New Zealand farmers’ anger at the USA’s decision to subsidise its dairy exports is well founded.
Federated Farmers dairy section vice-chair John Bluett says:
“It’s a serious concern. The US is going to subsidise 92,000 tonnes of export product. In perspective, New Zealand only produces 105,000 tonnes, so it’s the equivalent of almost subsidising all New Zealand’s production.”
In the Waikato alone it could cost farmers $180 million and it is likely to mean a lower payout next season.
There may be a small benefit to consumers if the subsidies result in lower international commodity prices because that could flow through to lower retail prices here. But any gain will be more than cancelled out by the pain imposed on the wider economy.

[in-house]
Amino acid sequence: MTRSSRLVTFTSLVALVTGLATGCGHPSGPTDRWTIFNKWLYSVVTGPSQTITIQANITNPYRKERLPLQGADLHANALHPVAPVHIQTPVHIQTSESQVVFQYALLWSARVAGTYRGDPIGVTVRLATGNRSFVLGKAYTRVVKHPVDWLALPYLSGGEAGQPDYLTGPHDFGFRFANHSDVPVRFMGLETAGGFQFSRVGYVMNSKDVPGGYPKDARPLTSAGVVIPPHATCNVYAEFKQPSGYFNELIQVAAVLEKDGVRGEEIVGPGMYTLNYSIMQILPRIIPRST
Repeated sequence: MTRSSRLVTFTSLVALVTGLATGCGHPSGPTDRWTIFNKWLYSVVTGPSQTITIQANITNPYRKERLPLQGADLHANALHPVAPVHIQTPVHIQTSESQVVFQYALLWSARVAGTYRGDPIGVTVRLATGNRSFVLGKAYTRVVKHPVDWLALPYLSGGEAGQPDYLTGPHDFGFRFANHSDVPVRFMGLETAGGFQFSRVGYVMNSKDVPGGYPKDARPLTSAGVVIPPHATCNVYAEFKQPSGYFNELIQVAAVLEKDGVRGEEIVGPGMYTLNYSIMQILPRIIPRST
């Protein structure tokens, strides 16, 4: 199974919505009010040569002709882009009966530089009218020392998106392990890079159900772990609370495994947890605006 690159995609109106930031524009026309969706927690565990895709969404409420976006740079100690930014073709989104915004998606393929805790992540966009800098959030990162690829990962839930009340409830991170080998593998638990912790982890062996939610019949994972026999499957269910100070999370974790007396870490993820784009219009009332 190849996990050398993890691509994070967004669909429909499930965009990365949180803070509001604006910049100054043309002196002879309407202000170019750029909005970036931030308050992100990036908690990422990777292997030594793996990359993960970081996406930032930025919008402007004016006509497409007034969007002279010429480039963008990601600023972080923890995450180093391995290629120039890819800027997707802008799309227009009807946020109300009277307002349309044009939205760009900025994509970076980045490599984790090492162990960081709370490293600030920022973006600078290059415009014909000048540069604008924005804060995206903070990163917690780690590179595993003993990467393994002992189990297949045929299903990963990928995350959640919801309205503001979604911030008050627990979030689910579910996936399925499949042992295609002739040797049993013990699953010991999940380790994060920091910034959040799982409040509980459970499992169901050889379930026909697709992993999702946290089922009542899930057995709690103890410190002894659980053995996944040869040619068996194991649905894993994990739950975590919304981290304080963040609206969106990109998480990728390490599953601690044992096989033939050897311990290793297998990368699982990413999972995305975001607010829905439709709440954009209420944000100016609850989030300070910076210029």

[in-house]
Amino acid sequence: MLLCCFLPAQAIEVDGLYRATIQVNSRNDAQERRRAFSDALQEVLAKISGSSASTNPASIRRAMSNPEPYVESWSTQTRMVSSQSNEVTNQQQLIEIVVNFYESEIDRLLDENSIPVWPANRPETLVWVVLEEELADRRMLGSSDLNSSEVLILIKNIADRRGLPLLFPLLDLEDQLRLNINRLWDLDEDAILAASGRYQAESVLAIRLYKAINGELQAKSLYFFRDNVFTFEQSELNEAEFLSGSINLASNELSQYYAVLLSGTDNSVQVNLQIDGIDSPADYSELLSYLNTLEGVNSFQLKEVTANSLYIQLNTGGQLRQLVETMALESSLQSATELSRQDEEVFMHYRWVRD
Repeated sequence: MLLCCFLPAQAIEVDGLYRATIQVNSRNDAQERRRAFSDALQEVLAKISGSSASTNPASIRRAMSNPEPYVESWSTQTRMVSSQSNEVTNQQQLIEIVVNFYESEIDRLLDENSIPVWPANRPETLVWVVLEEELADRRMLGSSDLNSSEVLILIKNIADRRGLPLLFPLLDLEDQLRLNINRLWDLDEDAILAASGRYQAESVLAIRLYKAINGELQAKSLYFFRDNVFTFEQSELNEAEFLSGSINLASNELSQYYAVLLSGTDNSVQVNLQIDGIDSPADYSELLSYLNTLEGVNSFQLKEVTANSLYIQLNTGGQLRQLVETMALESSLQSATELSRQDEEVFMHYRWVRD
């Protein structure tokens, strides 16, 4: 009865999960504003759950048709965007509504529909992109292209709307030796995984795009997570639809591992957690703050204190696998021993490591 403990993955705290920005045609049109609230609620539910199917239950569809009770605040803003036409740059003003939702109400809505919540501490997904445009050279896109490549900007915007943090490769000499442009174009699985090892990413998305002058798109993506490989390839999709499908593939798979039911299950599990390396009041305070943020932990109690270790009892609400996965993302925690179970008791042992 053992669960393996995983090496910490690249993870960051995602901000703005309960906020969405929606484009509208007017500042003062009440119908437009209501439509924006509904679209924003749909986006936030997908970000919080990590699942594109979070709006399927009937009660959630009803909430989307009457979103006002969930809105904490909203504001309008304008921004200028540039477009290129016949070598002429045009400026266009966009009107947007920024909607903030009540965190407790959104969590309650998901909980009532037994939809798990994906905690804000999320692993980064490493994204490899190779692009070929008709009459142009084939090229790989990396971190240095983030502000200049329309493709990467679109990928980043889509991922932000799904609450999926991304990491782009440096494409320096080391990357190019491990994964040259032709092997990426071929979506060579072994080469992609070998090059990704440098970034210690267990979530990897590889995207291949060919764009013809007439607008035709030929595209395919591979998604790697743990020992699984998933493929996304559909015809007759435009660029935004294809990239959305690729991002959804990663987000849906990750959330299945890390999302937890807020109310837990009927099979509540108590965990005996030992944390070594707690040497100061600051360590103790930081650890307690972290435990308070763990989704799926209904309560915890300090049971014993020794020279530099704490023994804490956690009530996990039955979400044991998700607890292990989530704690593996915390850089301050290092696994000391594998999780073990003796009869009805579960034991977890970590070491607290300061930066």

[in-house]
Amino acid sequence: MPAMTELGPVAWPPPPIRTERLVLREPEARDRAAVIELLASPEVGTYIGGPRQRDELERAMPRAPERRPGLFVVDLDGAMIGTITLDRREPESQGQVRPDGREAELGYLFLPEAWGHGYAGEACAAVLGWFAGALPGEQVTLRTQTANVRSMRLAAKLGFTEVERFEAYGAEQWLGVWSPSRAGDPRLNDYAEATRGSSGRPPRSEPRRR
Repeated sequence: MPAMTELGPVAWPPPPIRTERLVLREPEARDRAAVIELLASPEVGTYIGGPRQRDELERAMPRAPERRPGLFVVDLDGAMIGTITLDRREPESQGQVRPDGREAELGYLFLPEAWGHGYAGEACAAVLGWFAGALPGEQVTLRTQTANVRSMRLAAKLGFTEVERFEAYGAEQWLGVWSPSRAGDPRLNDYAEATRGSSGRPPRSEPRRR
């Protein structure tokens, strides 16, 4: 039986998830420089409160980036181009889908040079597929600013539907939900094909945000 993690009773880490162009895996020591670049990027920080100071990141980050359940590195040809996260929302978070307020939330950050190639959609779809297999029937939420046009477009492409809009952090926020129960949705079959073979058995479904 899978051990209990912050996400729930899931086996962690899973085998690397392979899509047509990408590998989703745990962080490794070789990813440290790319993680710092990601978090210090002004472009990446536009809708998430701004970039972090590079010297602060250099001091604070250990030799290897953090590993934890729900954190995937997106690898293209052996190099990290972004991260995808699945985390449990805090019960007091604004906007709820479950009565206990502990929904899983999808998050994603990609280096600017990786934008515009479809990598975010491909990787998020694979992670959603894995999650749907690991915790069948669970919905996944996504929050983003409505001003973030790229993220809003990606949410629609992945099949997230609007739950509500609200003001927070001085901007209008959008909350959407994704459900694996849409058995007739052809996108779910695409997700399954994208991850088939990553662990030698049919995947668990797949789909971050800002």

However, angry as farmers are, none are calling for a return to subsidies. Hard as it is in the real world at the mercy of markets, it beats the days which Rob describes when farmers’ incomes went up and down at the whim of the government.
There’s another reminder of how bad that is at Phil Clarkes’ Business Blog:
In France, for example, some 81 dairies have been blockaded and dairy farmers have threatened a national “milk strike” if an ongoing “mediation process” fails to deliver a meaningful lift in prices.
In Germany, meanwhile, six women have gone on hunger strike, while around 6000 dairy farmers took to the streets of Berlin to demand a national milk summit.
And this week the protest headed to Brussels, with a claimed 2000 farmers from 10 member states clashing with riot police outside the EU Council building, while farm ministers discussed the market situation.
Taking what the market offers isn’t always easy, but standing on our own feet beats going cap in hands to governments as they do in Europe to find out not only what they’ll earn but also how much they can produce.
Hat Tip: QuoteUnquote